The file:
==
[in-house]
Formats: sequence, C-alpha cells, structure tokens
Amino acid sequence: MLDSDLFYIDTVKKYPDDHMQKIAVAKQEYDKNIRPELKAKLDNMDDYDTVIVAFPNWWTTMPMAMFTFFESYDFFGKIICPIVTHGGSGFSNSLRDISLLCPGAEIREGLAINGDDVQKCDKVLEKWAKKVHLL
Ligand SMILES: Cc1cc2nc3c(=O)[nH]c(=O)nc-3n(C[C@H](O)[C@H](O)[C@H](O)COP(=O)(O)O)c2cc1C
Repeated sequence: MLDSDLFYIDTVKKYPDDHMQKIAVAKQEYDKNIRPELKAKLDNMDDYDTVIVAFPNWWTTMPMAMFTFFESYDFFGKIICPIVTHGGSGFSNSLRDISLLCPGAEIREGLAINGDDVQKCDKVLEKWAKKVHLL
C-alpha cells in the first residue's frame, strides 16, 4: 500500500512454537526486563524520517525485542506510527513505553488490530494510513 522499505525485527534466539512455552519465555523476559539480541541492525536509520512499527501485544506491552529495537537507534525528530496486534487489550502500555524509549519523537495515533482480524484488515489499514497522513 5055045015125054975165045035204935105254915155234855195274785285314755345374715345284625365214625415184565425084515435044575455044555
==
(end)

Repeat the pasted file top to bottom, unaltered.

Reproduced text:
[in-house]
Formats: sequence, C-alpha cells, structure tokens
Amino acid sequence: MLDSDLFYIDTVKKYPDDHMQKIAVAKQEYDKNIRPELKAKLDNMDDYDTVIVAFPNWWTTMPMAMFTFFESYDFFGKIICPIVTHGGSGFSNSLRDISLLCPGAEIREGLAINGDDVQKCDKVLEKWAKKVHLL
Ligand SMILES: Cc1cc2nc3c(=O)[nH]c(=O)nc-3n(C[C@H](O)[C@H](O)[C@H](O)COP(=O)(O)O)c2cc1C
Repeated sequence: MLDSDLFYIDTVKKYPDDHMQKIAVAKQEYDKNIRPELKAKLDNMDDYDTVIVAFPNWWTTMPMAMFTFFESYDFFGKIICPIVTHGGSGFSNSLRDISLLCPGAEIREGLAINGDDVQKCDKVLEKWAKKVHLL
C-alpha cells in the first residue's frame, strides 16, 4: 500500500512454537526486563524520517525485542506510527513505553488490530494510513 522499505525485527534466539512455552519465555523476559539480541541492525536509520512499527501485544506491552529495537537507534525528530496486534487489550502500555524509549519523537495515533482480524484488515489499514497522513 5055045015125054975165045035204935105254915155234855195274785285314755345374715345284625365214625415184565425084515435044575455044555